Advertisement

Army tests MK-22 Precision Sniper Rifle at Fort Bragg ahead of fielding

Army tests MK-22 Precision Sniper Rifle at Fort Bragg ahead of fielding
A Sniper conducts post-drop live-fire test trials of the MK-22 Precision Sniper Rifle at Range 61 at Fort Bragg, N.C. Photo by James Finney/U.S. Army

Sept. 23 (UPI) -- The Army successfully tested the MK-22 Precision Sniper Rifle during exercises at Fort Bragg, N.C., to clear it for fielding, the branch announced.

"The modular nature of the PSR allows it to be tailored to meet mission requirements and is appealing to airborne snipers who are typically armed with long-barreled precision rifles of a single caliber offering," Sgt. 1st Class Marcus Love, of the Airborne and Special Operations Test Directorate, said Wednesday in a press release.

Advertisement

To make sure the rifle was not degraded by shock after a jump, the test team applied a "mobile weapons boresight collimator" to it.

"This process established a baseline for sight reticle locations prior to and post airborne insertion," said ABNSOTD Test Technology Branch Chief Miles Crawford in the statement.

RELATED U.S. F-16 fighter jets intercept Cessna during U.N. General Assembly

"Testers can monitor any shift in the weapon sight reticle that may have been induced by shock with static line parachutes," Crawford said.

Sgt. Michael Liptak, a sniper with Headquarters an Headquarters Company, 2nd Batalion, 325th Infantry Regiment, expressed that he was impressed by the testing in the statement.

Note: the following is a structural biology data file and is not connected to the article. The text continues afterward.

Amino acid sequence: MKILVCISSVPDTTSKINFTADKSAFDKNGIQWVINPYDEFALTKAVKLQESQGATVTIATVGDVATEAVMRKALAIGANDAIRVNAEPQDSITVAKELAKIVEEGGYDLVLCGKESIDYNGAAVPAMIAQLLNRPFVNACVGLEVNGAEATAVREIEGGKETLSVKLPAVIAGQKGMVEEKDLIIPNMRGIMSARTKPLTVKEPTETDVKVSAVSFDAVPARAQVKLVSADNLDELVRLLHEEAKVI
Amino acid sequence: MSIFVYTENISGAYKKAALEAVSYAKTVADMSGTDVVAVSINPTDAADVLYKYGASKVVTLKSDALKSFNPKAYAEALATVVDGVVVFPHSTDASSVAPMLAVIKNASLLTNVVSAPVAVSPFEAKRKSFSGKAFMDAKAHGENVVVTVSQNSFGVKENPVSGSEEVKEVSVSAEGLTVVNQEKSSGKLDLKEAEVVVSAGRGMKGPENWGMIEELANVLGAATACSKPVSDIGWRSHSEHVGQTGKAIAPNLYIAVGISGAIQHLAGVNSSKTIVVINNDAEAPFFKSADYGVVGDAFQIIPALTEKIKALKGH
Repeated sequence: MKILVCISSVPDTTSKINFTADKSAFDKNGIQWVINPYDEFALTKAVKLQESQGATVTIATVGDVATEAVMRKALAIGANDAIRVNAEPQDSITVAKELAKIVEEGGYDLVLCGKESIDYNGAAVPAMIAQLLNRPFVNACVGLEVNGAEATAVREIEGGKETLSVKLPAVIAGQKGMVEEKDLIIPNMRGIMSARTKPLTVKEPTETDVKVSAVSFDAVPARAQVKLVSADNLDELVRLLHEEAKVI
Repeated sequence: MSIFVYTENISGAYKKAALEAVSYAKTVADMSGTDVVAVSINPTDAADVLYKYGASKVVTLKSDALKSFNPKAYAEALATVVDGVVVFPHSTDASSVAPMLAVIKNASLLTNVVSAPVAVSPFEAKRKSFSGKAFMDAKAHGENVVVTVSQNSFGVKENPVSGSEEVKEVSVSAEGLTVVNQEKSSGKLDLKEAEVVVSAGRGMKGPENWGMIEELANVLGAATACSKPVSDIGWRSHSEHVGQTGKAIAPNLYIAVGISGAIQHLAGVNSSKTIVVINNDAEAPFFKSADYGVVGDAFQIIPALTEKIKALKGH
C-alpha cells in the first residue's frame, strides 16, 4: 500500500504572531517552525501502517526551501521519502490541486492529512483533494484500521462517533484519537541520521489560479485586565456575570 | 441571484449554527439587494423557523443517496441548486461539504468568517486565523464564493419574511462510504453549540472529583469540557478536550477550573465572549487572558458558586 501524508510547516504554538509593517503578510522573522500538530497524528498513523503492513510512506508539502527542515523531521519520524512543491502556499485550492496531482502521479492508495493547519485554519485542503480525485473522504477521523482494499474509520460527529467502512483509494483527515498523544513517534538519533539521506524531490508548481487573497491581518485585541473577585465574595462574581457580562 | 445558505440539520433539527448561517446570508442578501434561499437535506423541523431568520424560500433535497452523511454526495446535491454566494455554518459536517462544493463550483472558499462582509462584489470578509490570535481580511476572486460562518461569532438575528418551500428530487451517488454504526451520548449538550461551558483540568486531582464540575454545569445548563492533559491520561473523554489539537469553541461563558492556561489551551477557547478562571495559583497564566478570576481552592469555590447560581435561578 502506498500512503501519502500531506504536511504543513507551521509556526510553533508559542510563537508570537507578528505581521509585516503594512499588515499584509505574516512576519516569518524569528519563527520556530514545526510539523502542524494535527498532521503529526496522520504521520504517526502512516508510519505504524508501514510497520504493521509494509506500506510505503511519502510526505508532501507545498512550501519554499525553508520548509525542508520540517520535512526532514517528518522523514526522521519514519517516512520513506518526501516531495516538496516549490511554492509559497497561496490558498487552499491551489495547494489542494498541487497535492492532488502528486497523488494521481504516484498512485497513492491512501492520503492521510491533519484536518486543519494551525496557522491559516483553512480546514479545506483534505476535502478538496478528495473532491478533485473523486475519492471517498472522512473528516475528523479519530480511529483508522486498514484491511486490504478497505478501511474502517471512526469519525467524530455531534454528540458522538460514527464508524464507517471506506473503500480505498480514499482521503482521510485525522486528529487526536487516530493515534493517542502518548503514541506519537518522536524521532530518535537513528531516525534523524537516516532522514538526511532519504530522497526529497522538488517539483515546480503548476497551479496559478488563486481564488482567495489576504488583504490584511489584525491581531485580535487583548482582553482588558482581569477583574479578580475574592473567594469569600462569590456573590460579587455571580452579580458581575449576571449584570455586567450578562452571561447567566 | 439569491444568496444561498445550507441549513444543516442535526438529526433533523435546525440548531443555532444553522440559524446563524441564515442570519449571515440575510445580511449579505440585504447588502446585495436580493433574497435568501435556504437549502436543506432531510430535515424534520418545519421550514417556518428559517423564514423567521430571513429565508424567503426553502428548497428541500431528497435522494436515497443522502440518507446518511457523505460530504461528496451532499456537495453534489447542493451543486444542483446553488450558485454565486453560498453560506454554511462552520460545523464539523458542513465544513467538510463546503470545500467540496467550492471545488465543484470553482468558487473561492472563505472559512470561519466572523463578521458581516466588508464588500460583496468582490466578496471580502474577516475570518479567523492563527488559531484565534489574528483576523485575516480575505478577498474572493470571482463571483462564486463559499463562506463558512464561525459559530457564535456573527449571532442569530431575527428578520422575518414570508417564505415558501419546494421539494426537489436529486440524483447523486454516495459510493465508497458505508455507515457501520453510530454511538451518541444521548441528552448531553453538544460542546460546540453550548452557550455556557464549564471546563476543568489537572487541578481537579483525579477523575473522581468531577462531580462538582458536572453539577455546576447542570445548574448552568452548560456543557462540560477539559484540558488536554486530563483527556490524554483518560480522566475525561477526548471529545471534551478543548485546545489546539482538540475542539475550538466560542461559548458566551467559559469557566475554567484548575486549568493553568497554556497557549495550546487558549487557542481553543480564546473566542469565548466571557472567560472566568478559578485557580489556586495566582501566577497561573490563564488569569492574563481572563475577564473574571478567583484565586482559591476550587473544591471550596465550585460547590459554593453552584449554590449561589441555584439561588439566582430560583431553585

"I was surprised at the accuracy and the straightforward approach to testing the PSR," Liptak said.

Advertisement
RELATED U.S. Space Force to take over SATCOM operations from Army, Navy

According to the Army, the MK22 is part of the Army's PSR program, allowing the Army an extreme range weapons system that is lighter than current sniper rifles and including features that mask the sniper.

The Army announced in the spring it had awarded a nearly $50 million, five-year contract to Barrett Firearms to acquire 2,800 Multi-role Adaptive Design rifles.

"The increased engagement range will keep Snipers safer and increase the options for the local commander employing these combat multipliers," added Sgt. Austin Stevens, a sniper assigned to the 1st Battalion, 325th Airborne Infantry Regiment, 2nd Brigade Combat Team, 82nd Airborne Division, in the statement.

RELATED U.S. Army finishes exercises in Turkey as part of Europe-focused drill

Latest Headlines

Advertisement
Advertisement

Follow Us

Advertisement